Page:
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A history of personal computing in 20 objects part 1
From the 17th Century to the 1970s
The War Years...
Devised by Konrad Zuse (1910–1995) in 1941, the Z3 was the world's first programmable electromechanical digital computer. It was built in Berlin and was used to analyse aircraft wing designs. Nominally a general-purpose machine, it nonetheless featured an instruction set heavily oriented to solving engineering problems. The Z3 comprised 2000 electric relay switches to store and operate on binary numbers. Programs and data were stored on punched film, and it was able to crunch five to ten numbers a second. The Z3 continued in operation until 1943 when it was destroyed in an Allied air raid. Zuse went on to develop the Z4, a more advanced version of the Z3, and to pioneer computer design on through the 1950s and 1960s.
Colossus, the first electronic programmable digital computer, was created in 1943 by Post Office engineer Tommy Flowers (1905-1998) and others as a faster, more reliable alternative to the electro-mechanical rigs then being used to compare German coded military messages with the entire possible output of the Nazis’ Lorentz cypher machine. Flowers believed his electronic machine could don the job more quickly and more reliably, and when it was put to work in 1944 it quickly proved itself a success. It was able to compare message at 5000 characters per second, almost three times the speed of the electro-mechanical system. Flowers immediately began work on an improved model which formed the basis for nine more machines installed in code-breaking centre Bletchley Park throughout the remainder of the War. Flowers’ work remained a secret until the 1970s.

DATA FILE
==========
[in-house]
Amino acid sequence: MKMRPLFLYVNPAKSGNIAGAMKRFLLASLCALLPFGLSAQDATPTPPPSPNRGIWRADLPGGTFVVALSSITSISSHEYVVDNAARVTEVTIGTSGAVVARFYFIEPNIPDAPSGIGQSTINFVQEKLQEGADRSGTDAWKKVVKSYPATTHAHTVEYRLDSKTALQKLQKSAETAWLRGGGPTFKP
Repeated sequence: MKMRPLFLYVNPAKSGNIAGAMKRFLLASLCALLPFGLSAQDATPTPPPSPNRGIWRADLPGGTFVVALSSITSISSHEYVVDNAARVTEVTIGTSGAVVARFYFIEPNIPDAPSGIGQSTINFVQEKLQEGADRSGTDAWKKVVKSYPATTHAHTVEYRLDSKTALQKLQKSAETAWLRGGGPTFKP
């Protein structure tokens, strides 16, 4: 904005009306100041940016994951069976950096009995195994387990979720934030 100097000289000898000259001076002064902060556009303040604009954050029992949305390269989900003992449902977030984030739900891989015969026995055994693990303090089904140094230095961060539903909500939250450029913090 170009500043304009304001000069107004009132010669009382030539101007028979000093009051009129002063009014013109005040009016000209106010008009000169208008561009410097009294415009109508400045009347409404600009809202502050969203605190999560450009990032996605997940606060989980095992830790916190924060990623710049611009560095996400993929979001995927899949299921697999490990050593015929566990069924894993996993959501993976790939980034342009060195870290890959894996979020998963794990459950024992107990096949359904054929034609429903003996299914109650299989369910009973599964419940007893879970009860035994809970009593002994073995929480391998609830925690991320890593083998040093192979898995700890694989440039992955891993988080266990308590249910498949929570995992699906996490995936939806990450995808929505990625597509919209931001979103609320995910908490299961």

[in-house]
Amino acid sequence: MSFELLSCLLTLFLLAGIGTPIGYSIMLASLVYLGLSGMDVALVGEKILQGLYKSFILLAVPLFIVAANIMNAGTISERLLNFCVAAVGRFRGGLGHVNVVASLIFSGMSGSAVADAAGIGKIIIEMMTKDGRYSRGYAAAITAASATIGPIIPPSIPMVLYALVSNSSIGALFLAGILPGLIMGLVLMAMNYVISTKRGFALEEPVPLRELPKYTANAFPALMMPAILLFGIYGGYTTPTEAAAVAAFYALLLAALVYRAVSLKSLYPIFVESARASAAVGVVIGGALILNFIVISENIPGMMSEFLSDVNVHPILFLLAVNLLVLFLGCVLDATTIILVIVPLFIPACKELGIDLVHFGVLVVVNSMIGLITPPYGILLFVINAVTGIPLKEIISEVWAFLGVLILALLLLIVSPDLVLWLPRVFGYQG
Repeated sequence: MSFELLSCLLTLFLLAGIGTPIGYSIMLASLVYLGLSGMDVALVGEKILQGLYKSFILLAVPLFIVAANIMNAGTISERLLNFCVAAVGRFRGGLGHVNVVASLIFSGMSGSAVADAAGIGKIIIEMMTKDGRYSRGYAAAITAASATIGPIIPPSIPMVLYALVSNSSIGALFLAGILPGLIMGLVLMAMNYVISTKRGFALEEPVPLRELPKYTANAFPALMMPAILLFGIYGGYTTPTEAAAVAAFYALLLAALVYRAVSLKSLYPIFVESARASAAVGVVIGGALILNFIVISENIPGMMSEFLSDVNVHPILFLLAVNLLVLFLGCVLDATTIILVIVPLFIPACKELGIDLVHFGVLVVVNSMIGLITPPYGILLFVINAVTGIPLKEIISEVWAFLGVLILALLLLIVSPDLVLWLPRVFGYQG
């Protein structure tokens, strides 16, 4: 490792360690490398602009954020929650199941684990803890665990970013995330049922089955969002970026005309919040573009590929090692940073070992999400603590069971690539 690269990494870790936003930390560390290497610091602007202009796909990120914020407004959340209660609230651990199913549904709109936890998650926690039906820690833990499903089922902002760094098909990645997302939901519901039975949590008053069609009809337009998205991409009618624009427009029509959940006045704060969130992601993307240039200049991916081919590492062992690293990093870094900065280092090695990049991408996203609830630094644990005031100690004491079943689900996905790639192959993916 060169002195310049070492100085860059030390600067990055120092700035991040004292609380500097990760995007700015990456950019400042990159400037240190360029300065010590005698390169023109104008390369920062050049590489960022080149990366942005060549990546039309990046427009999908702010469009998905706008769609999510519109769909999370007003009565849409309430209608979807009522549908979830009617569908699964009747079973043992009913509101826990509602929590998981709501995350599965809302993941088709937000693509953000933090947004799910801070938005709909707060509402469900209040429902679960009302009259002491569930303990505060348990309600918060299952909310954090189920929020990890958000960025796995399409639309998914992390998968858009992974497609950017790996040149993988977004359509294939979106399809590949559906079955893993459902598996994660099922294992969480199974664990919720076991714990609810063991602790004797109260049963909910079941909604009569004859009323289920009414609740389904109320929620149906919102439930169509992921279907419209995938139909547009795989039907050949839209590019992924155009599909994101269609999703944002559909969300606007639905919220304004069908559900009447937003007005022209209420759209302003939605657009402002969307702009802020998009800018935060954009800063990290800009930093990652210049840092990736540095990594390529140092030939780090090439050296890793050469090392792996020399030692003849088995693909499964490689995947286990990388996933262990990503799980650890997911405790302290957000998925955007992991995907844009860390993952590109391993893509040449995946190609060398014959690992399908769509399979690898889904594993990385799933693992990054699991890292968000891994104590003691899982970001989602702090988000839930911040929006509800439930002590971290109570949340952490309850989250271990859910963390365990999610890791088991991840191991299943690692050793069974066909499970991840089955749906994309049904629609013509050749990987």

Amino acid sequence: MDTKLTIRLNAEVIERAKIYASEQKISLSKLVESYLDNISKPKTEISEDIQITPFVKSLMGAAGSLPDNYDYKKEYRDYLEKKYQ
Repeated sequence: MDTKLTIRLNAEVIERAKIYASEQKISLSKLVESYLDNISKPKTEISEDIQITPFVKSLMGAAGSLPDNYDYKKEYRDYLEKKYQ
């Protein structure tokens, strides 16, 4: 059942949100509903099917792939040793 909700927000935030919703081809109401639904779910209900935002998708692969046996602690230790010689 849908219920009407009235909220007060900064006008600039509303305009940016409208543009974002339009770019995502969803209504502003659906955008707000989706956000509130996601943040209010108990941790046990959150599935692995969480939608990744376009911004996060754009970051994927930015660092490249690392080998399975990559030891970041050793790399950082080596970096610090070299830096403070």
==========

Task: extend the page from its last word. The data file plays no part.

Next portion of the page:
ENIAC (Electronic Numerical Integrator And Computer) began life in 1943 as a University of Pennsylvania project to devise a machine capable of calculating ballistic firing solutions for the US Army, though it was first used for hydrogen bomb design calculations. Conceived by John Mauchly and J Presper Eckert, ENIAC was completed after World War II in 1946 and so its existence 1946 was made public in a way Colossus and the Z3 never could be. Designed as a general purpose computing machine, ENIAC contained almost 17,500 vacuum tubes, and used IBM punch cards to present results and to take in input data. Data was stored not in binary form but as decimal numbers. Like Colossus, ENIAC was programmed by setting switches and wiring.